Top Historic Sights in Kirkcaldy, United Kingdom

Explore the historic highlights of Kirkcaldy

Ravenscraig Castle

The construction of Ravenscraig Castle by the mason Henry Merlion and the master carpenter Friar Andres Lesouris was ordered by King James II (reigned 1437-1460) as a home for his wife, Mary of Guelders. The castle is considered one of the first - perhaps the very first - in Scotland to be built to withstand cannon fire and provide for artillery defence. The king was involved with the planning but, ironically, was killed ...
Founded: c. 1460 | Location: Kirkcaldy, United Kingdom

Seafield Tower

Built in the 16th century (c. 1542), Seafield Tower lies between Kinghorn and Kirkcaldy in Fife. The lands of Seafield and Markinch were granted to Robert Multrare by James II of Scotland in 1443. The lands and the tower remained in the ownership of the Multrare (or Moultrie as the family name became) until 1631 when the lands were sold to James Law, the Archbishop of Glasgow. With Law"s death in 1632, the tower pass ...
Founded: c. 1542 | Location: Kirkcaldy, United Kingdom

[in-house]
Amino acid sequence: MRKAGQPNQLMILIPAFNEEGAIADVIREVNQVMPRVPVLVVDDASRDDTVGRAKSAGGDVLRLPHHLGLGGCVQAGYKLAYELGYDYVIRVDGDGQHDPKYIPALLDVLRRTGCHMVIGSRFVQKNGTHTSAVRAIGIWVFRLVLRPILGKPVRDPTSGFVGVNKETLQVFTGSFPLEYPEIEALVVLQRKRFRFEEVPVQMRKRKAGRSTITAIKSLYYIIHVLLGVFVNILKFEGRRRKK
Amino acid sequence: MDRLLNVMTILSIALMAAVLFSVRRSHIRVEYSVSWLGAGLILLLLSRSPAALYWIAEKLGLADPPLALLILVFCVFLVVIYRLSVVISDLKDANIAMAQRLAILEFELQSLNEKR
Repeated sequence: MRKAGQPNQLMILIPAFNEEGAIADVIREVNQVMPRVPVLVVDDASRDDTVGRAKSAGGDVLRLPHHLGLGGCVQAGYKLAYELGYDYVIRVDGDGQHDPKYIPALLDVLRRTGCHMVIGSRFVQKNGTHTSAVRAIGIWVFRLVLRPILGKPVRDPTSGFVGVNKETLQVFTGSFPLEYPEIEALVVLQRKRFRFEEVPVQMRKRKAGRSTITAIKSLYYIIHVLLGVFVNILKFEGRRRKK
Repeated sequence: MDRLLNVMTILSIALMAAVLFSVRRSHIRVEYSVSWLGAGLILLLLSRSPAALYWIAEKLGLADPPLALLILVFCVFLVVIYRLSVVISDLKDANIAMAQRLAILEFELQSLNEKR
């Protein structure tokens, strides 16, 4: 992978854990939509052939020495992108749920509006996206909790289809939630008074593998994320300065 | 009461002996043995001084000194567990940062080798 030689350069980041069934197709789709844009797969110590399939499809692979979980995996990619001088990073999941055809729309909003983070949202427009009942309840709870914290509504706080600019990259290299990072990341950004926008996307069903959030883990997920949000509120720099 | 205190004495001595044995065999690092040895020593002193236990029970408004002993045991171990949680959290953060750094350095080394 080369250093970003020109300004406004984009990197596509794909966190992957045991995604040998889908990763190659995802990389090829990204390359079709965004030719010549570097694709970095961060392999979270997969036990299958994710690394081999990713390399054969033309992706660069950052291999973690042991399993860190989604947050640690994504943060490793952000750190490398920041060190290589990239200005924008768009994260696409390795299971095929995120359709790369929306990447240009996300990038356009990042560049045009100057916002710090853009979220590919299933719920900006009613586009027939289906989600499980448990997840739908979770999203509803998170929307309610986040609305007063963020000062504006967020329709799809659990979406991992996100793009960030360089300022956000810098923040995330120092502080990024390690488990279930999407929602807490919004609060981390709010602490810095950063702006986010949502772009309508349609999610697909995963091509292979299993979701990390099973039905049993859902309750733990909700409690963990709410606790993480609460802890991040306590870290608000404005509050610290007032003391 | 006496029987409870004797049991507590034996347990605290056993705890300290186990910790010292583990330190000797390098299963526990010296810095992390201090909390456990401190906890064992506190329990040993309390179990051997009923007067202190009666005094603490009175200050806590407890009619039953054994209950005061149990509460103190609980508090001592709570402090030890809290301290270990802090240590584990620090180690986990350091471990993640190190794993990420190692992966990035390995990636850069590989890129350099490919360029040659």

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Historic Site of the week

Late Baroque Town of Ragusa

The eight towns in south-eastern Sicily, including Ragusa, were all rebuilt after 1693 on or beside towns existing at the time of the earthquake which took place in that year. They represent a considerable collective undertaking, successfully carried out at a high level of architectural and artistic achievement. Keeping within the late Baroque style of the day, they also depict distinctive innovations in town planning and urban building. Together with seven other cities in the Val di Noto, it is part of a UNESCO World Heritage Site.

In 1693 Ragusa was devastated by a huge earthquake, which killed some 5,000 inhabitants. Following this catastrophe the city was largely rebuilt, and many Baroque buildings from this time remain in the city. Most of the population moved to a new settlement in the former district of Patro, calling this new municipality 'Ragusa Superiore' (Upper Ragusa) and the ancient city 'Ragusa Inferiore' (Lower Ragusa). The two cities remained separated until 1926, when they were fused together to become a provincial capital in 1927.